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Moll Flanders - Defoe D.

Defoe D. Moll Flanders - Publishers Global, 1722 . - 151 p.
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She was long in promising this part, but rather than not come at the main secret, she agreed to that too, and after a great many other preliminaries, I began, and told her the whole story. First I told her how much she was concerned in all the unhappy breach which had happened between her son and me, by telling me her own story and her London name; and that the surprise she saw I was in was upon that occasion. The I told her my own story, and my name, and assured her, by such other tokens as she could not deny, that I was no other, nor more or less, than her own child, her daughter, born of her body in Newgate; the same that had saved her from the gallows by being in her belly, and the same that she left in such–and–such hands when she was transported.
It is impossible to express the astonishment she was in; she was not inclined to believe the story, or to remember the particulars, for she immediately foresaw the confusion that must follow in the family upon it. But everything concurred so exactly with the stories she had told me of herself, and which, if she had not told me, she would perhaps have been content to have denied, that she had stopped her own mouth, and she had nothing to do but to take me about the neck and kiss me, and cry most vehemently over me, without speaking one word for a long time together. At last she broke out: 'Unhappy child!' says she, 'what miserable chance could bring thee hither? and in the arms of my own son, too! Dreadful girl,' says she, 'why, we are all undone! Married to thy own brother! Three children, and two alive, all of the same flesh and blood! My son and my daughter lying together as husband and wife! All confusion and distraction for ever! Miserable family! what will become of us? What is to be said? What is to be done?' And thus she ran on for a great while; nor had I any power to speak, or if I had, did I know what to say, for every word wounded me to the soul. With this kind of amazement on our thoughts we parted for the first time, though my mother was more surprised than I was, because it was more news to her than to me. However, she promised again to me at parting, that she would say nothing of it to her son, till we had talked of it again.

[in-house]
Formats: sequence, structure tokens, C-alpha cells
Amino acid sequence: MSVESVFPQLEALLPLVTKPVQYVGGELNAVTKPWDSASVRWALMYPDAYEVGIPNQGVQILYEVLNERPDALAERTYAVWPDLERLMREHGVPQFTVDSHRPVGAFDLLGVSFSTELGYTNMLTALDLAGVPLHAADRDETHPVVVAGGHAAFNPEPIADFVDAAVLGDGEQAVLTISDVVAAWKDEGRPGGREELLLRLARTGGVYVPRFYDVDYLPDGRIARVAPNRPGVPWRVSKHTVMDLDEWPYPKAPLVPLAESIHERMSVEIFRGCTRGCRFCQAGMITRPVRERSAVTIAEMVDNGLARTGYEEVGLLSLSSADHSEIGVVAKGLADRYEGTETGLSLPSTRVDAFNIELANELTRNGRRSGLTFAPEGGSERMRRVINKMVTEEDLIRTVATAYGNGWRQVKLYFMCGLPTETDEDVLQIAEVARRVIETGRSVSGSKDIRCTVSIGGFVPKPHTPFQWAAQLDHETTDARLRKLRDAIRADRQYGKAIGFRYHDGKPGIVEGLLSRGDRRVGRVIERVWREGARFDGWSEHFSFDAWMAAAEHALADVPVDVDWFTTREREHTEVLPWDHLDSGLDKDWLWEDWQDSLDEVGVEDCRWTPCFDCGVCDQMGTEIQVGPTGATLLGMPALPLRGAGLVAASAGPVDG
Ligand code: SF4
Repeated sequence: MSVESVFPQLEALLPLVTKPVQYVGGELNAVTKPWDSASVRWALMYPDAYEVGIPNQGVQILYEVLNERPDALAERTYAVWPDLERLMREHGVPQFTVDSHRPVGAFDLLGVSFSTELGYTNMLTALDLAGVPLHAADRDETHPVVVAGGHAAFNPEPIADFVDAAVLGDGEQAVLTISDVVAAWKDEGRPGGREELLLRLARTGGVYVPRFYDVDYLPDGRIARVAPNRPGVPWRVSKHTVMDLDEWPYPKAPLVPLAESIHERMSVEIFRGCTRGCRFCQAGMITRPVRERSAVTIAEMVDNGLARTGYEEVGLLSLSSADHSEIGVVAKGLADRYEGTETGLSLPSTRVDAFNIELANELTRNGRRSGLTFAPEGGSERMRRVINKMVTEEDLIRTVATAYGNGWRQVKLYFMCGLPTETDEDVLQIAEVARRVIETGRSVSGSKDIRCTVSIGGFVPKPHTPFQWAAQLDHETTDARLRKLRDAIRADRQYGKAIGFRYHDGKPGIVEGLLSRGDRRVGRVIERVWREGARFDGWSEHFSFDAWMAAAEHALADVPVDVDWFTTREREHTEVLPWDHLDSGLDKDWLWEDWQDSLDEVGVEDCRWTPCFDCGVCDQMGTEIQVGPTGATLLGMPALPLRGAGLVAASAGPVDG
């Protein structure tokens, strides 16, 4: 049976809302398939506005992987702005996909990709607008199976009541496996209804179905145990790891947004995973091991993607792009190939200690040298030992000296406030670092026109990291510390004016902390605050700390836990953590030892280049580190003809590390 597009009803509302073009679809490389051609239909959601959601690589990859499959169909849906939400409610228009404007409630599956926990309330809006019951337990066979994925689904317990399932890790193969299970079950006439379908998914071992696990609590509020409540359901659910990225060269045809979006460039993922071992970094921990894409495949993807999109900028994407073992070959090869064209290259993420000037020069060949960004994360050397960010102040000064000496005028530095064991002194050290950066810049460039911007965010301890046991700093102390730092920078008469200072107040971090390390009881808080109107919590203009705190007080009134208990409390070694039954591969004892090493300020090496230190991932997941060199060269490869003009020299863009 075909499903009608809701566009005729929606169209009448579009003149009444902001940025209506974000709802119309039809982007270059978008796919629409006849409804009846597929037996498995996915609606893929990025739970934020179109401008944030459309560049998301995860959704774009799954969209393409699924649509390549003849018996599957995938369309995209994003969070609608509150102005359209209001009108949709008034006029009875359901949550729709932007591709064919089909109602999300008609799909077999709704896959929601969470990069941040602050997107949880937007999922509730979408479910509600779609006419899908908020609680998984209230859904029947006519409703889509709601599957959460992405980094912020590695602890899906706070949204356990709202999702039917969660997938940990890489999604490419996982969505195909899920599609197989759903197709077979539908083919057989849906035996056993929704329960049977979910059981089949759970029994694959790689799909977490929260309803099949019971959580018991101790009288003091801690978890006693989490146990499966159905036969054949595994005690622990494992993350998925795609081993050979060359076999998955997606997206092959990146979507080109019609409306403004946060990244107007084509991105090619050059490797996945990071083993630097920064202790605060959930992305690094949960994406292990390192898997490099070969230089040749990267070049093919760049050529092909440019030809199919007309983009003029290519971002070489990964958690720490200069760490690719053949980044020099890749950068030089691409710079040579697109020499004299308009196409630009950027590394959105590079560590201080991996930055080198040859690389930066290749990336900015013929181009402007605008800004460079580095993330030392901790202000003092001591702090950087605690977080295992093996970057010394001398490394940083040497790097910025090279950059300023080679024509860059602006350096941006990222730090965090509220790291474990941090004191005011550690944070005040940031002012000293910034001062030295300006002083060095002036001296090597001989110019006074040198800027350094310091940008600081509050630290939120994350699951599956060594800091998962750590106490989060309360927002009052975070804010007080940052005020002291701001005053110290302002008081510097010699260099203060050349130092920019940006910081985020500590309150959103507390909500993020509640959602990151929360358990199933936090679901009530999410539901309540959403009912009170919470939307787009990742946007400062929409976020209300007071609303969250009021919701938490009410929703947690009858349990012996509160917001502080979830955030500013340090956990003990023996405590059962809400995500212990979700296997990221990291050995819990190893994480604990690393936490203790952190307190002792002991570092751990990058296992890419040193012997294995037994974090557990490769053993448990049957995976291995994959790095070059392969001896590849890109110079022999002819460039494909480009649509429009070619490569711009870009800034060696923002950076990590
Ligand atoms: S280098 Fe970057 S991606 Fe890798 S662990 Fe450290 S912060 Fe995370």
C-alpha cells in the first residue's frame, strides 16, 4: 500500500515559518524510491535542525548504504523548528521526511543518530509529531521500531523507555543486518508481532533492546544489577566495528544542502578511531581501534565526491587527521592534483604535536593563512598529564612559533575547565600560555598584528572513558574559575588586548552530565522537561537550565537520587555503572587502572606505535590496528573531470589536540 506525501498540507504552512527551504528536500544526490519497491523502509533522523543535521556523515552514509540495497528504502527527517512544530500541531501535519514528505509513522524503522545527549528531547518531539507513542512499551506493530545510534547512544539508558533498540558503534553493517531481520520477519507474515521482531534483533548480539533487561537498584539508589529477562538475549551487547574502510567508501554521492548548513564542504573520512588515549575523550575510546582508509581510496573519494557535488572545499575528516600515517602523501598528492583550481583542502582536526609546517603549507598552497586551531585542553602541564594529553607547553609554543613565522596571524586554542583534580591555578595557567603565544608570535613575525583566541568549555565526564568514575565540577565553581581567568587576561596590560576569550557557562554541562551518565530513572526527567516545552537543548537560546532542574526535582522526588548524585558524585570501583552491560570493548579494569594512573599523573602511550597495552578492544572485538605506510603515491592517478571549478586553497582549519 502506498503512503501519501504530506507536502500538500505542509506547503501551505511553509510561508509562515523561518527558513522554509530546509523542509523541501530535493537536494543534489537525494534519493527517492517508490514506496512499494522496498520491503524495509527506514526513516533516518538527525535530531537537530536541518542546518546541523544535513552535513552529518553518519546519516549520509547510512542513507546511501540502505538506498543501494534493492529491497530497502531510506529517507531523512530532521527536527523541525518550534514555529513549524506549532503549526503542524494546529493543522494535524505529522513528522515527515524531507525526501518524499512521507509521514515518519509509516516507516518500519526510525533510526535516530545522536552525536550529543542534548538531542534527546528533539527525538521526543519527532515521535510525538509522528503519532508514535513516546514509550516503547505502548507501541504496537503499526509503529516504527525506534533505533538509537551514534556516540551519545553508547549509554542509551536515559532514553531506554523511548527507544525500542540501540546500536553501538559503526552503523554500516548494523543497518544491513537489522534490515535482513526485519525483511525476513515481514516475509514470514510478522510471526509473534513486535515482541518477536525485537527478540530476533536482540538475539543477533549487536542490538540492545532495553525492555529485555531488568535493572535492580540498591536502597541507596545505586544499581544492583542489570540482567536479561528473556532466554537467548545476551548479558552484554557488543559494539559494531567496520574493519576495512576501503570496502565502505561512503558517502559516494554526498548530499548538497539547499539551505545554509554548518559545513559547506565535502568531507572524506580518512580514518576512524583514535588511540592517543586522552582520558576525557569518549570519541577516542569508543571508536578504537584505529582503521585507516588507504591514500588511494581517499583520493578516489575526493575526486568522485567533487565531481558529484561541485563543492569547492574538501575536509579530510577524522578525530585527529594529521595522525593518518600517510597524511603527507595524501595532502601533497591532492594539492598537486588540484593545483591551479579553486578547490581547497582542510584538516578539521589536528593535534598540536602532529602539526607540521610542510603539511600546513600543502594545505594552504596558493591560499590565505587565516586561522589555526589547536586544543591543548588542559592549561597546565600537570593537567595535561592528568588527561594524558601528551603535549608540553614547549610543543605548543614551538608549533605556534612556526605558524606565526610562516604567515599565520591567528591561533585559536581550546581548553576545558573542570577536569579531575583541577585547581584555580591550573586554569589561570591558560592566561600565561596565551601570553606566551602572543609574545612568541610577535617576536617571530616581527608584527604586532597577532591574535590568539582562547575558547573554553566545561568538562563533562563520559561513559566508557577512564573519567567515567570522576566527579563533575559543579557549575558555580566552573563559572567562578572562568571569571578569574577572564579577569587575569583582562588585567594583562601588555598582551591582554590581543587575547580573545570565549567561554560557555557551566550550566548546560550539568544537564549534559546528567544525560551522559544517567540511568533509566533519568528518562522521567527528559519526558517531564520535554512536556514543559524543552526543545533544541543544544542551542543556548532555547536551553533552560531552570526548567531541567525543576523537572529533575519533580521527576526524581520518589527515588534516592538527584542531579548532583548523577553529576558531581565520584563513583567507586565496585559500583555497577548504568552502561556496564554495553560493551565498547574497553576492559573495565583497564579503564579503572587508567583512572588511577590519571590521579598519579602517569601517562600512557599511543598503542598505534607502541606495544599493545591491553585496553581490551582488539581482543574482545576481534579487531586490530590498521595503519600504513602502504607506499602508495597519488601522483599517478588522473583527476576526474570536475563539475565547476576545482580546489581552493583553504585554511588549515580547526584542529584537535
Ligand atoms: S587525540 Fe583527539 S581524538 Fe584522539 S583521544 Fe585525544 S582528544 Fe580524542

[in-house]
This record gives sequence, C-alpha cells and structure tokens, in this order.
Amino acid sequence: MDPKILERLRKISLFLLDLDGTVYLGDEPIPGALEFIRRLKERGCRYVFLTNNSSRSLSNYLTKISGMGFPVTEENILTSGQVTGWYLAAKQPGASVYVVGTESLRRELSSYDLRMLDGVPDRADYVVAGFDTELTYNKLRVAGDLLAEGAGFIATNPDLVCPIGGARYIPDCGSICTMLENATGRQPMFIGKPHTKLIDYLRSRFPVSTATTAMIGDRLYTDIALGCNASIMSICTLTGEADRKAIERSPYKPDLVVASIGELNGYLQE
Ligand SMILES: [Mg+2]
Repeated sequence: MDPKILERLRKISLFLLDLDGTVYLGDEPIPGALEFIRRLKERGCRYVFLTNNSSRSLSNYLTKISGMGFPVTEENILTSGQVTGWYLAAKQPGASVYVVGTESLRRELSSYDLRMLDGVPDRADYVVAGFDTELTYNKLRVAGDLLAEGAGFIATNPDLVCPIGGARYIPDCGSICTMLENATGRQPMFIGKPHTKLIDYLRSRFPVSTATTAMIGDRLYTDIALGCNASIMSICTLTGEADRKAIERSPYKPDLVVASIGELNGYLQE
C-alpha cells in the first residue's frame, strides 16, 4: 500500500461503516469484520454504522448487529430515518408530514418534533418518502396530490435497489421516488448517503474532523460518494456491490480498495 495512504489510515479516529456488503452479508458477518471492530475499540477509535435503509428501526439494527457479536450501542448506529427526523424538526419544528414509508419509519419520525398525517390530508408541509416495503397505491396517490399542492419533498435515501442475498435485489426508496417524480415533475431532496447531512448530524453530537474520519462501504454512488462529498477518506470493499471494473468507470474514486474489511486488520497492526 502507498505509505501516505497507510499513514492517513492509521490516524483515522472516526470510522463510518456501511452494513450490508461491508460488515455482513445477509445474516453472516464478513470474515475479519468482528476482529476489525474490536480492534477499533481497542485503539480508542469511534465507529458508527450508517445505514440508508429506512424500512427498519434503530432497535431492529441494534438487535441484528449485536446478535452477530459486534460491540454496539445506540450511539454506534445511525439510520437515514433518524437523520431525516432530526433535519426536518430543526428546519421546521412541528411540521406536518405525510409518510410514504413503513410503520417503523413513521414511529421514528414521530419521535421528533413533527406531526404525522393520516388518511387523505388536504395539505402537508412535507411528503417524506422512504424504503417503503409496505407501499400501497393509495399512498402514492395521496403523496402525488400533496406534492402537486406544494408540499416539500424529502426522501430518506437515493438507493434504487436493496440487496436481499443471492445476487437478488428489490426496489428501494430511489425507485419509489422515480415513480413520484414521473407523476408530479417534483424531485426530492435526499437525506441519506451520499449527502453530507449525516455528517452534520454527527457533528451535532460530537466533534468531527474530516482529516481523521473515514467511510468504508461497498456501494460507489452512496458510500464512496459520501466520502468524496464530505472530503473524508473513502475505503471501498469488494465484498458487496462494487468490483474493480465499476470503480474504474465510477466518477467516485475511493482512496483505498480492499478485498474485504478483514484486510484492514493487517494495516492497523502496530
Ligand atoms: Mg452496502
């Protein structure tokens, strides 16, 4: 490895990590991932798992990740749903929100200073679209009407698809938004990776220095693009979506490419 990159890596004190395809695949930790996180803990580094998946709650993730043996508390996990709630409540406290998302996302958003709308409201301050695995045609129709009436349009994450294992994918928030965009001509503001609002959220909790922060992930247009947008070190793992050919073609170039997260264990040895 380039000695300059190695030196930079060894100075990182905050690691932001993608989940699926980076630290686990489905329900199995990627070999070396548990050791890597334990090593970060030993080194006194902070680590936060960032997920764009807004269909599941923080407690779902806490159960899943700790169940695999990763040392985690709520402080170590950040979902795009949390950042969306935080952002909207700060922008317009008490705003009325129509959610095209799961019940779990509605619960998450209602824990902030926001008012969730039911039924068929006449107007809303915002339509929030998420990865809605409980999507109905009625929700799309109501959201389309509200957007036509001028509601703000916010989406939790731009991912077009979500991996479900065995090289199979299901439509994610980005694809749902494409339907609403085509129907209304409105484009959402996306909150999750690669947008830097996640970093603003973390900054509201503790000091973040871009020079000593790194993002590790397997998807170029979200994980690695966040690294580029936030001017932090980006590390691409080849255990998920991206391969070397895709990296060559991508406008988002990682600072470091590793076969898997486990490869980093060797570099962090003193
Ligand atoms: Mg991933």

It was not long, you may be sure, before we had a second conference upon the same subject; when, as if she had been willing to forget the story she had told me of herself, or to suppose that I had forgot some of the particulars, she began to tell them with alterations and omissions; but I refreshed her memory and set her to rights in many things which I supposed she had forgot, and then came in so opportunely with the whole history, that it was impossible for her to go from it; and then she fell into her rhapsodies again, and exclamations at the severity of her misfortunes. When these things were a little over with her, we fell into a close debate about what should be first done before we gave an account of the matter to my husband. But to what purpose could be all our consultations? We could neither of us see our way through it, nor see how it could be safe to open such a scene to him. It was impossible to make any judgment, or give any guess at what temper he would receive it in, or what measures he would take upon it; and if he should have so little government of himself as to make it public, we easily foresaw that it would be the ruin of the whole family, and expose my mother and me to the last degree; and if at last he should take the advantage the law would give him, he might put me away with disdain and leave me to sue for the little portion that I had, and perhaps waste it all in the suit, and then be a beggar; the children would be ruined too, having no legal claim to any of his effects; and thus I should see him, perhaps, in the arms of another wife in a few months, and be myself the most miserable creature alive.
My mother was as sensible of this as I; and, upon the whole, we knew not what to do. After some time we came to more sober resolutions, but then it was with this misfortune too, that my mother's opinion and mine were quite different from one another, and indeed inconsistent with one another; for my mother's opinion was, that I should bury the whole thing entirely, and continue to live with him as my husband till some other event should make the discovery of it more convenient; and that in the meantime she would endeavour to reconcile us together again, and restore our mutual comfort and family peace; that we might lie as we used to do together, and so let the whole matter remain a secret as close as death. 'For, child,' says she, 'we are both undone if it comes out.'
To encourage me to this, she promised to make me easy in my circumstances, as far as she was able, and to leave me what she could at her death, secured for me separately from my husband; so that if it should come out afterwards, I should not be left destitute, but be able to stand on my own feet and procure justice from him.
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